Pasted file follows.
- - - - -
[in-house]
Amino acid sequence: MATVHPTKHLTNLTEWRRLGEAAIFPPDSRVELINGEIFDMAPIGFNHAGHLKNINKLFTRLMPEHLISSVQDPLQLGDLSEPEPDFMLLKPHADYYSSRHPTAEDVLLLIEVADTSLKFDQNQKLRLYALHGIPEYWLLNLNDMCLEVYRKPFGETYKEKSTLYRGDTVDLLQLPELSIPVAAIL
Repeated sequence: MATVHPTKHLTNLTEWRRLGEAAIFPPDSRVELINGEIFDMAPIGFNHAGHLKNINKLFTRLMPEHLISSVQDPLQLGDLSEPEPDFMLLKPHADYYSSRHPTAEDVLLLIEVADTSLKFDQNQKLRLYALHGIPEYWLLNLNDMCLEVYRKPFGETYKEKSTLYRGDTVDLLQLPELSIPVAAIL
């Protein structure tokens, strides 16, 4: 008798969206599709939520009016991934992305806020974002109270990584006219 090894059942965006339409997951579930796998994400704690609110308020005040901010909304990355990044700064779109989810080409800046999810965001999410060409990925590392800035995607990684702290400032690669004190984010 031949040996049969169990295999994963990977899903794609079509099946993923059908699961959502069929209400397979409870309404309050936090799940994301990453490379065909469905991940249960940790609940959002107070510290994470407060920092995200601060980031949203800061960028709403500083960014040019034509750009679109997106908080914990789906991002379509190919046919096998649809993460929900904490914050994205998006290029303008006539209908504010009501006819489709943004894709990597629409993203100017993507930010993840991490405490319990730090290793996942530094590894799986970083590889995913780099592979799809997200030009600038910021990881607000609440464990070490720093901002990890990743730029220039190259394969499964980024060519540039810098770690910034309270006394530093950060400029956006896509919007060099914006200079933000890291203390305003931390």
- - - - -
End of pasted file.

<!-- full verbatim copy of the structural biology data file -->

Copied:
[in-house]
Amino acid sequence: MATVHPTKHLTNLTEWRRLGEAAIFPPDSRVELINGEIFDMAPIGFNHAGHLKNINKLFTRLMPEHLISSVQDPLQLGDLSEPEPDFMLLKPHADYYSSRHPTAEDVLLLIEVADTSLKFDQNQKLRLYALHGIPEYWLLNLNDMCLEVYRKPFGETYKEKSTLYRGDTVDLLQLPELSIPVAAIL
Repeated sequence: MATVHPTKHLTNLTEWRRLGEAAIFPPDSRVELINGEIFDMAPIGFNHAGHLKNINKLFTRLMPEHLISSVQDPLQLGDLSEPEPDFMLLKPHADYYSSRHPTAEDVLLLIEVADTSLKFDQNQKLRLYALHGIPEYWLLNLNDMCLEVYRKPFGETYKEKSTLYRGDTVDLLQLPELSIPVAAIL
């Protein structure tokens, strides 16, 4: 008798969206599709939520009016991934992305806020974002109270990584006219 090894059942965006339409997951579930796998994400704690609110308020005040901010909304990355990044700064779109989810080409800046999810965001999410060409990925590392800035995607990684702290400032690669004190984010 031949040996049969169990295999994963990977899903794609079509099946993923059908699961959502069929209400397979409870309404309050936090799940994301990453490379065909469905991940249960940790609940959002107070510290994470407060920092995200601060980031949203800061960028709403500083960014040019034509750009679109997106908080914990789906991002379509190919046919096998649809993460929900904490914050994205998006290029303008006539209908504010009501006819489709943004894709990597629409993203100017993507930010993840991490405490319990730090290793996942530094590894799986970083590889995913780099592979799809997200030009600038910021990881607000609440464990070490720093901002990890990743730029220039190259394969499964980024060519540039810098770690910034309270006394530093950060400029956006896509919007060099914006200079933000890291203390305003931390």